Tourism leaders have been left dumbstruck after the industry was largely overlooked in last night's Budget.

A $1.2 billion aviation package unveiled months ago and an extension of support for struggling zoos and aquariums were the only major announcements for a tourism industry which had until the 11th hour been begging for a reincarnation of the JobKeeper program.

Some workers in the aviation sector will receive income support as part of a package announced in March and tourism leaders wanted a similar scheme to be introduced industry-wide.

But there was no pot of gold in the Budget, despite acknowledgments the struggling sector was likely to be hit even harder once international borders finally reopen.

The Budget papers predicted a mass exodus of Aussies heading overseas as soon as they are able would far outweigh the benefits of foreign visitors returning to our shores.

The pent-up demand for an overseas holiday will only increase with predictions in the Budget that international travel - outside the trans-Tasman bubble, could still be more than a year away.

"Spending from incoming tourists is expected to be more than offset by Australians spending more on overseas travel and less on domestic consumption," the papers revealed.

However, it was expected that this would be partly offset by the return of migrant workers and international students next year.

Tourism and Transport Forum CEO Margy Osmond had yesterday repeated calls for a JobKeeper-style wage support program to help an estimated 220,000 tourism businesses and 71,000 workers under threat.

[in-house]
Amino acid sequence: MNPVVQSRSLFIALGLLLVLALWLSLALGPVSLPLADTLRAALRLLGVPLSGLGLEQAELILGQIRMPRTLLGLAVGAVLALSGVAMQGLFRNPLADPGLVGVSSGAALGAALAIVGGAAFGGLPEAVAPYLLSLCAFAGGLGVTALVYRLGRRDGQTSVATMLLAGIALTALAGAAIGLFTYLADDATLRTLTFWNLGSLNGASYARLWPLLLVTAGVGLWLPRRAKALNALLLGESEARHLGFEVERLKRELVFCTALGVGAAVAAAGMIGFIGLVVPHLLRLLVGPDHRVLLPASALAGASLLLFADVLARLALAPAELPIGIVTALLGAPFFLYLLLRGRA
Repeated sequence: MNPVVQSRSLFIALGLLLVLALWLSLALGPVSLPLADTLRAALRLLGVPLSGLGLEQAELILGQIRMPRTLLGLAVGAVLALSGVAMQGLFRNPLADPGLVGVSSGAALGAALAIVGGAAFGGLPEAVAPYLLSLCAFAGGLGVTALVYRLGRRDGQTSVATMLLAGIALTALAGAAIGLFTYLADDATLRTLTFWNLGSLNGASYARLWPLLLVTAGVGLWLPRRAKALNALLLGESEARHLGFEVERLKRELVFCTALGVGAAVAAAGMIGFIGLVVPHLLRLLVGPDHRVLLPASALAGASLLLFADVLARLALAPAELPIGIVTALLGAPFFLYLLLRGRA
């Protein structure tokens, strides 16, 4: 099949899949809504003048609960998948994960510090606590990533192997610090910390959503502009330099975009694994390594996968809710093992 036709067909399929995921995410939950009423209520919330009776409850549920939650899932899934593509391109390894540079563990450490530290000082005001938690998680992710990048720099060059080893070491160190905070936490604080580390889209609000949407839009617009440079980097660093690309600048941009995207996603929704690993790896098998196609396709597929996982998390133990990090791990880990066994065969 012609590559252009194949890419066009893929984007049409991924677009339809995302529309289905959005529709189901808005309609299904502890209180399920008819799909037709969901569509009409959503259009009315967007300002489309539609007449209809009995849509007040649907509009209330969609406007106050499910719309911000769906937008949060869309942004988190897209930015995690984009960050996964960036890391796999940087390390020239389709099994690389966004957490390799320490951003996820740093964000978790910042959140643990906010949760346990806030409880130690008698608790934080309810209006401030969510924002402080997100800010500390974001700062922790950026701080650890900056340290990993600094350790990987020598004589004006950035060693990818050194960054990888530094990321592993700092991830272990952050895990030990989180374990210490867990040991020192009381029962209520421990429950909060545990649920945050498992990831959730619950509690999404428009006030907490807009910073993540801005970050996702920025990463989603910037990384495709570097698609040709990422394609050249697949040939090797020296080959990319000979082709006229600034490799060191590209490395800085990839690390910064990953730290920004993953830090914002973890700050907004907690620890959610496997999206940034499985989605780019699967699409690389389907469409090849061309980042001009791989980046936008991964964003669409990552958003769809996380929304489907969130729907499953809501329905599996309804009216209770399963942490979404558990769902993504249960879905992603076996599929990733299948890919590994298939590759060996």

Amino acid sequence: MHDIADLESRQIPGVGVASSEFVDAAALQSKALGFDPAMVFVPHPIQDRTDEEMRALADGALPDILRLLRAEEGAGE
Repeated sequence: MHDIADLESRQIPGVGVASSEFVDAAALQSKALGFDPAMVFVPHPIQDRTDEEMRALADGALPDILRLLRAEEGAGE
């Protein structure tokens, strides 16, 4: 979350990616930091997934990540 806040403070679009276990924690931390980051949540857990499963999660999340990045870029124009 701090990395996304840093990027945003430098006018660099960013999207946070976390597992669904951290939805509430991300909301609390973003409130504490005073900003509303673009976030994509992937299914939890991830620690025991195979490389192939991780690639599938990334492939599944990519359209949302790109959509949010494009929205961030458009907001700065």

The end of JobKeeper in March sparked dire predictions that up to a quarter of Queensland's 40,000 tourism businesses would go broke by the end of the pandemic.

Data from Tourism Research Australia also revealed the coronavirus halved Queensland's $26b tourism industry in 2020.



But major policy announcements were absent from last night's address by Federal Treasurer Josh Frydenberg.

The 800,000 half-price flights scheme announced in March received a mixed response, with complaints it would largely help airlines and not necessarily smaller tourism traders.

Meanwhile, the $94.6 million Zoos and Aquariums program will be extended by six months to maintain animal populations where tourism revenue has been affected by travel and social distancing restrictions.


Originally published as Tourism industry left in limbo by Budget snub

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